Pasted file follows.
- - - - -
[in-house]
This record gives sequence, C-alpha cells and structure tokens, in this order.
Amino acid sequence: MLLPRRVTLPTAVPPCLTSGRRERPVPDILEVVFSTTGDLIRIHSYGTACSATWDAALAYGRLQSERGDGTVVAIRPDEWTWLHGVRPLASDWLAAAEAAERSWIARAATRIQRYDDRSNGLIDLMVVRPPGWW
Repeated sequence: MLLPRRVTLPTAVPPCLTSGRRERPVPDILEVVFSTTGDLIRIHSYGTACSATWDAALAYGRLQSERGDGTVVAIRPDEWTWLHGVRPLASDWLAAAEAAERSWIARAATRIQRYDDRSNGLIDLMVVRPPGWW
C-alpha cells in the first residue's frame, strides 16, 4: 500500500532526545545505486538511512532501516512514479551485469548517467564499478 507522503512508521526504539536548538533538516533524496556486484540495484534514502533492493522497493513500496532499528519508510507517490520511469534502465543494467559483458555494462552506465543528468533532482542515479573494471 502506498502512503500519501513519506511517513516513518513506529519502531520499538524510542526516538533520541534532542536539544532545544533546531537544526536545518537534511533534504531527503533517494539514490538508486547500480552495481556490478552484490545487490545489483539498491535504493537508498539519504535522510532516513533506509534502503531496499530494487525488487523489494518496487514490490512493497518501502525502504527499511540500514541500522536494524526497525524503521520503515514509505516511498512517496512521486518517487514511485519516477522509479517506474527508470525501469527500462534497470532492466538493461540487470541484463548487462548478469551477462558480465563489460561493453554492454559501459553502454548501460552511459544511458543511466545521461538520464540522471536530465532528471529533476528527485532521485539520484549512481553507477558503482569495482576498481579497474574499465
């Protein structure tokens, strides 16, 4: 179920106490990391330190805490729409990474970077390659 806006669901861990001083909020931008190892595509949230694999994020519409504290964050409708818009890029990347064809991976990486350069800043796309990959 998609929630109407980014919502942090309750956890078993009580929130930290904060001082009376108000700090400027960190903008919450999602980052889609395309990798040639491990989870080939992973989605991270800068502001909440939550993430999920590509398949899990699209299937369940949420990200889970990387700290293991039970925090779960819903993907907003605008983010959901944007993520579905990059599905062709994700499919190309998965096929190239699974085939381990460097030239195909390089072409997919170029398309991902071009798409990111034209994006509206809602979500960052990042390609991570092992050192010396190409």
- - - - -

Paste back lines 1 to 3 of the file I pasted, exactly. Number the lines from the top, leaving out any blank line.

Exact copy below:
[in-house]
This record gives sequence, C-alpha cells and structure tokens, in this order.
Amino acid sequence: MLLPRRVTLPTAVPPCLTSGRRERPVPDILEVVFSTTGDLIRIHSYGTACSATWDAALAYGRLQSERGDGTVVAIRPDEWTWLHGVRPLASDWLAAAEAAERSWIARAATRIQRYDDRSNGLIDLMVVRPPGWW